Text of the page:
- I have a babysitter. I do not work full-time but I work enough that it is important for me to have a sitter who regularly comes to the house, helps with entertaining the kids, and helps with bath time and dinner. She only works about 6 to 8 hours a week, but I have come to depend on her to offer me a bit of respite, some sanity in what could be at any given moment an incredibly overwhelming day. We also use babysitters so that my husband and I can go out to dinner once or twice a month. We find we communicate with one another better and are less frustrated when we treat ourselves to a date night. It helps us reflect on the core of our family, which is our marriage.
- I embrace my imperfections. It has taken awhile, but I am able to look at the mistakes that I make in my work, the parenting choices that got the better of me, the frustrated annoyances that spew from my mouth and realize that not only am I not perfect, I am 100% human. Thank god for that. And the only reason I am comfortable with that is that I don’t know any perfect mothers. Which brings me happily to my next point.
- Mommy happy hours are a regular and crucial survival mechanism. Once a week my friends and I get together for two hours of total mayhem; wine and goldfish included. We talk, we complain, we laugh, we comfort, and we sit with the peace that there are other mothers who haven’t gotten it quite right either.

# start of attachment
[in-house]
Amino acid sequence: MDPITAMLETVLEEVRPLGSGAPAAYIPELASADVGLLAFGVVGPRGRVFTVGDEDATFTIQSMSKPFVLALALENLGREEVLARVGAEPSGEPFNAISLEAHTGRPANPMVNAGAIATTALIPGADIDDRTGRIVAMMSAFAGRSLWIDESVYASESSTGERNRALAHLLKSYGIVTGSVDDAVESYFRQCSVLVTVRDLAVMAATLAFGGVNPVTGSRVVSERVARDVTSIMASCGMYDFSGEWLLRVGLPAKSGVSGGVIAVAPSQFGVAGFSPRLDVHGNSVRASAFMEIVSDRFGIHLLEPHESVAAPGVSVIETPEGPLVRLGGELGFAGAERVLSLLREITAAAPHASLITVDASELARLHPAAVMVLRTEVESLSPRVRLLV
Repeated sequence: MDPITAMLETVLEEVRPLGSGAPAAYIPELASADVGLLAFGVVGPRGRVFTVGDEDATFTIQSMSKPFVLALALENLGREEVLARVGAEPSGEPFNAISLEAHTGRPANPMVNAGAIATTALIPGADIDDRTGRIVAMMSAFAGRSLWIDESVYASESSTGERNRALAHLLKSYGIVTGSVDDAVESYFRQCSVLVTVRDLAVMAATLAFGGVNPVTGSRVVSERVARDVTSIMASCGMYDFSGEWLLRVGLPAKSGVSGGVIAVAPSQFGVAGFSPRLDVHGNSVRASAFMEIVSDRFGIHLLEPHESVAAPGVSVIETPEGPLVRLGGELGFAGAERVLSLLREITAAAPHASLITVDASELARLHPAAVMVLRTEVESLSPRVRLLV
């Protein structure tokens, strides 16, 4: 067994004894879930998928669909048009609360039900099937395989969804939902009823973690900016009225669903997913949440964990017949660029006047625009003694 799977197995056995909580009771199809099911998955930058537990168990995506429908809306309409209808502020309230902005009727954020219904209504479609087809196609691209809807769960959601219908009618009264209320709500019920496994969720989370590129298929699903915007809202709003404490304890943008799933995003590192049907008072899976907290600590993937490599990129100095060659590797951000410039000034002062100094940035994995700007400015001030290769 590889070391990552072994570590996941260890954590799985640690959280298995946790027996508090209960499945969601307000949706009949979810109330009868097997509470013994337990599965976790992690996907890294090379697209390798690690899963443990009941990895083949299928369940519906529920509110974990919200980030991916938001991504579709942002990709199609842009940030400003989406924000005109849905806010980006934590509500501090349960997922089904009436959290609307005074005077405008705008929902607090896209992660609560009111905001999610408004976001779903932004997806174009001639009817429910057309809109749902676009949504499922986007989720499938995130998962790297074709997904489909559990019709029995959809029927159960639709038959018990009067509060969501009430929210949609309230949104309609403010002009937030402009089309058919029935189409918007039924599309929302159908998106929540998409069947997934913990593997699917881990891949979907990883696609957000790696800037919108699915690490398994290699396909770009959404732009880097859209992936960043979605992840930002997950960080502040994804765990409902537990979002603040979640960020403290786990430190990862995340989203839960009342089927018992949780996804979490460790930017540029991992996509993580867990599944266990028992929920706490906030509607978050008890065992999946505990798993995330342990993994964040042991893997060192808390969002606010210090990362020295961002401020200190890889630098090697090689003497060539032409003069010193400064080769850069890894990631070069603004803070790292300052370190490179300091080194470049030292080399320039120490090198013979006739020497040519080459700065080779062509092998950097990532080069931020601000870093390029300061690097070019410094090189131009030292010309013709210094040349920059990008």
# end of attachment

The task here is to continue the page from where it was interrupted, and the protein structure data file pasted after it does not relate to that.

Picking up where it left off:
- I turn off at the end of the day. With the growing trend of telecommuting and nationally distributed staffs, work can easily become a 24-hour a day thing. It is not easy, but I try to shut down the computer and my phone early enough in the evening that I am allowed some fun time with the children before the pre-bed witching hour sets in. And when I can’t shut down, when there is too much to do, I forgive myself for plopping them in front of The Backyardigans. Thank god for Pablo.
It has been a gift being able to work from home, to make my own schedule and to have the flexibility of taking my children to the park on beautiful days. Most days it is a challenging and delicate balance of mommy vs. employee, but I am getting the hang of it. I am grateful for the constant support of my husband and friends and for the joy my children bring me on a regular basis. With that said, I could use a vacation. Like last week. Because just now I realized I double-booked an important phone call with an equally important playdate for my son and I am going to spend the next few minutes working out the merits of both, and unfortunately my little guy will get the short end of the stick and his playdate will have to be rescheduled. But I will make it up to him. With some ice cream after my conference call. For now, I have to go. My daughter just got her hair stuck in the zipper of our trampoline netting.